In Hispanic cultures, “tripas” are prepared from the small intestines of slaughtered red-meat animals. In European and Hispanic cultures intestines are used for sausage skin or casing. In both of these applications, the intestines must be properly cleaned such that they are suitable for human consumption. A device for washing tripas is disclosed in U.S. Pat. No. 6,083,096 to Carrillo, the entire contents of which are hereby incorporated herein by reference. Another system for washing intestines is described in U.S. Patent Publication No. 2003/0040267 to Houtz et al, the entire contents of which are hereby incorporated herein by reference.
The present invention, in various embodiments, includes components, methods, processes, systems and/or apparatus substantially as depicted and described herein, including various embodiments, sub combinations, and subsets thereof. Those of skill in the art will understand how to make and use the present invention after understanding the present disclosure. The present invention, in various embodiments, includes providing devices and processes in the absence of items not depicted and/or described herein or in various embodiments hereof, including in the absence of such items as may have been used in previous devices or processes, e.g., for improving performance, achieving ease and\or reducing cost of implementation.
The foregoing discussion of the invention has been presented for purposes of illustration and description. The foregoing is not intended to limit the invention to the form or forms disclosed herein. In the foregoing Detailed Description for example, various features of the invention are grouped together in one or more embodiments for the purpose of streamlining the disclosure. This method of disclosure is not to be interpreted as reflecting an intention that the claimed invention requires more features than are expressly recited in each claim. Rather, as the following claims reflect, inventive aspects lie in less than all features of a single foregoing disclosed embodiment. Thus, the following claims are hereby incorporated into this Detailed Description, with each claim standing on its own as a separate preferred embodiment of the invention.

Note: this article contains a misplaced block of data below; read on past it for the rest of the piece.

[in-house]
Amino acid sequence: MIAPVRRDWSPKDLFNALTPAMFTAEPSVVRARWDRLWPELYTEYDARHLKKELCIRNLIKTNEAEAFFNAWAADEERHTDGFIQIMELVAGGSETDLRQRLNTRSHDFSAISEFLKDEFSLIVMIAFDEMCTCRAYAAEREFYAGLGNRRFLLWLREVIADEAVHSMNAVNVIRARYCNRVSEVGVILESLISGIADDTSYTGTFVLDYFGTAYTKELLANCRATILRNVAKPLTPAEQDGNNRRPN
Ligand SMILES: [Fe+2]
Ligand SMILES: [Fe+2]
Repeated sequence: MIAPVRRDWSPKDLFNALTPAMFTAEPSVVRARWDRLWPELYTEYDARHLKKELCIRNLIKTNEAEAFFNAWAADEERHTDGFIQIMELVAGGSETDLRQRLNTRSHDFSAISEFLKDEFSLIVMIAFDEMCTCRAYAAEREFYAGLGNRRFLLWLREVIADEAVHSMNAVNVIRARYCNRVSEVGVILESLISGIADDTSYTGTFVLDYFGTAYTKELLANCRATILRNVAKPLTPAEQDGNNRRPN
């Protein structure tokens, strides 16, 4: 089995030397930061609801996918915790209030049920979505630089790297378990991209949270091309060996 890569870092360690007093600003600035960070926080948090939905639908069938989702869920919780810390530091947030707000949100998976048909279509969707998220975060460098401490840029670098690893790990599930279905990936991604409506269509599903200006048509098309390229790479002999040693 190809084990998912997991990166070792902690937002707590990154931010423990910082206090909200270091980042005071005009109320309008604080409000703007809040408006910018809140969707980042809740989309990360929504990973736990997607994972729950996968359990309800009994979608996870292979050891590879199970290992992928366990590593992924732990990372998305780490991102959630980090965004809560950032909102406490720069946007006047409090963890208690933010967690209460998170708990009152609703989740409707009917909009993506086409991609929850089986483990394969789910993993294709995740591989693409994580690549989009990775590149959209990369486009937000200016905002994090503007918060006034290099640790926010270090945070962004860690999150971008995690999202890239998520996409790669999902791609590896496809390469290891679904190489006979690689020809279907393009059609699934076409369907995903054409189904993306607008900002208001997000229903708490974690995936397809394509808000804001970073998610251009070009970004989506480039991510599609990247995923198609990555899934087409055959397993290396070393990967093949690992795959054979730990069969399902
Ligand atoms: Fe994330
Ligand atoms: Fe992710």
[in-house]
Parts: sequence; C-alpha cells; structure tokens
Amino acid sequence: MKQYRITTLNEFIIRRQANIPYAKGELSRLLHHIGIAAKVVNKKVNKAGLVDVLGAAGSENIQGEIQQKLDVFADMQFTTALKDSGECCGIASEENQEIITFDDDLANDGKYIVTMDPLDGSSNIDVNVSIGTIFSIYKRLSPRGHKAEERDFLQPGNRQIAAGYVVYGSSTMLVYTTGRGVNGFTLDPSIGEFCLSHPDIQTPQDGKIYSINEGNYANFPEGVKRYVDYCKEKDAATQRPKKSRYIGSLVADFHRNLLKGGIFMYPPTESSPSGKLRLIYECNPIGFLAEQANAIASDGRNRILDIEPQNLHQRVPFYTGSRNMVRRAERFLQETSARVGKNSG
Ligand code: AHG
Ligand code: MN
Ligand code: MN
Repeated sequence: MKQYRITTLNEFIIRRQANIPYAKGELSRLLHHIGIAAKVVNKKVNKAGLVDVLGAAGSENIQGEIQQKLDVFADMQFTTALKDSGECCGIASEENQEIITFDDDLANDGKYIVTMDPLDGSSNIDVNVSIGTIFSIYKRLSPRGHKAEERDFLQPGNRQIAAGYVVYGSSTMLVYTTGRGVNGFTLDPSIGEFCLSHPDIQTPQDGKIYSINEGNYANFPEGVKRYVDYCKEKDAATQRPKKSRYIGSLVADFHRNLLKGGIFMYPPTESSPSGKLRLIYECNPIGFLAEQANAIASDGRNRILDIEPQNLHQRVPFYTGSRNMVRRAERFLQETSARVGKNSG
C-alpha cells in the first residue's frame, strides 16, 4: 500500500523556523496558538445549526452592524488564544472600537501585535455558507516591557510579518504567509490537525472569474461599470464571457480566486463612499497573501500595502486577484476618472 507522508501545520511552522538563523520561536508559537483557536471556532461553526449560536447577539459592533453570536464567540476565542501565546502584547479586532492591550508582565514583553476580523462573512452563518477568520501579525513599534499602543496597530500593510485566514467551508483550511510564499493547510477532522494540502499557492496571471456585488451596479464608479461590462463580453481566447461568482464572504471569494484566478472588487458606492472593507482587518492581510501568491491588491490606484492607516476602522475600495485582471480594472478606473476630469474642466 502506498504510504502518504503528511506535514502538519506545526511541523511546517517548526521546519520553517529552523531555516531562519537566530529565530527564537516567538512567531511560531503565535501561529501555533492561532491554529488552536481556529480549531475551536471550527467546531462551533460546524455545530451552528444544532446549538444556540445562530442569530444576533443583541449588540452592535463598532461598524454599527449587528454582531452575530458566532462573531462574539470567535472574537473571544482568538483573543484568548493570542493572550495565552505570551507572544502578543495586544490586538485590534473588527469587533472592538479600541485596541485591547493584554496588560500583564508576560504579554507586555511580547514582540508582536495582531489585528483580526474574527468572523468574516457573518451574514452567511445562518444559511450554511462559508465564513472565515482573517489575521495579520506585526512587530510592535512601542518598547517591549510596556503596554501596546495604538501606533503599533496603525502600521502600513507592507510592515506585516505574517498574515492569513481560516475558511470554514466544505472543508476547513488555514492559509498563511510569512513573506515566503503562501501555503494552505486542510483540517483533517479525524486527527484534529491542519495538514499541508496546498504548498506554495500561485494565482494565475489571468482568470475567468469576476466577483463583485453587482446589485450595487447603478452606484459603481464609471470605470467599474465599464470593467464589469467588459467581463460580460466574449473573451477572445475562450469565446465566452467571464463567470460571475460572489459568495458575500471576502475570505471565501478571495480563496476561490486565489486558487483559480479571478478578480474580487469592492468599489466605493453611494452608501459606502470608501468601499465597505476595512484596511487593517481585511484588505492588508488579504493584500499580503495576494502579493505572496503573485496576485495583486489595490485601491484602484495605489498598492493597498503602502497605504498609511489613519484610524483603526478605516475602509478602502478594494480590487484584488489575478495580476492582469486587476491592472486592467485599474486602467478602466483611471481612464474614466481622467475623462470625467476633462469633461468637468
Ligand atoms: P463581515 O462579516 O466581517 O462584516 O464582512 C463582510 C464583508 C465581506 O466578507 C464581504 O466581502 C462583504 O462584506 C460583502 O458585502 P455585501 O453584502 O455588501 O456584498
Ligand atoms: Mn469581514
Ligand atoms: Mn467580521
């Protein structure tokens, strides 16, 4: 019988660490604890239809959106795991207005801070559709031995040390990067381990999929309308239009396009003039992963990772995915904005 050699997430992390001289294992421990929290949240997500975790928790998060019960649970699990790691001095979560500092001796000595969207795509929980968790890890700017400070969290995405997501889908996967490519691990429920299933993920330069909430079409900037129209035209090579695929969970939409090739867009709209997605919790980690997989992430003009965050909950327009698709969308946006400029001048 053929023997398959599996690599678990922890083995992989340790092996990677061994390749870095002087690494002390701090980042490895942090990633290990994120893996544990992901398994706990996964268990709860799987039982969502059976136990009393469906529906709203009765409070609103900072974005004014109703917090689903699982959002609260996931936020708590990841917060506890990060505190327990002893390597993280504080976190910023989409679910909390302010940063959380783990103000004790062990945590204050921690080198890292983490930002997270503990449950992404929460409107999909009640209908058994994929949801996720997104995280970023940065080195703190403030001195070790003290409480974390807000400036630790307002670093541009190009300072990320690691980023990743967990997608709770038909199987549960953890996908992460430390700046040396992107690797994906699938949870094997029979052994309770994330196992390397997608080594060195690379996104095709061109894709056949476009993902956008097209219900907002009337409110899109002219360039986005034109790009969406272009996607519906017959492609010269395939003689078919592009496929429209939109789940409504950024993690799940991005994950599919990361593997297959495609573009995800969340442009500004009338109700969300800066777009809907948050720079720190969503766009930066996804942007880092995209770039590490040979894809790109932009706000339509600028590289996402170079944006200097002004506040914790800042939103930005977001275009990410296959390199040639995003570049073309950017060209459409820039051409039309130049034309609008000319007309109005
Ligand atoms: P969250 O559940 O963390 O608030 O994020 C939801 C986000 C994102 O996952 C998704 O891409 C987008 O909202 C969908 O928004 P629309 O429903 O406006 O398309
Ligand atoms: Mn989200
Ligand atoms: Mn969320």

Moreover though the description of the invention has included description of one or more embodiments and certain variations and modifications, other variations and modifications are within the scope of the invention, e.g., as may be within the skill and knowledge of those in the art, after understanding the present disclosure. It is intended to obtain rights which include alternative embodiments to the extent permitted, including alternate, interchangeable and/or equivalent structures, functions, ranges or steps to those claimed, whether or not such alternate, interchangeable and/or equivalent structures, functions, ranges or steps are disclosed herein, and without intending to publicly dedicate any patentable subject matter.
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|U.S. Classification||452/123, 452/173|
|Mar 31, 2008||AS||Assignment|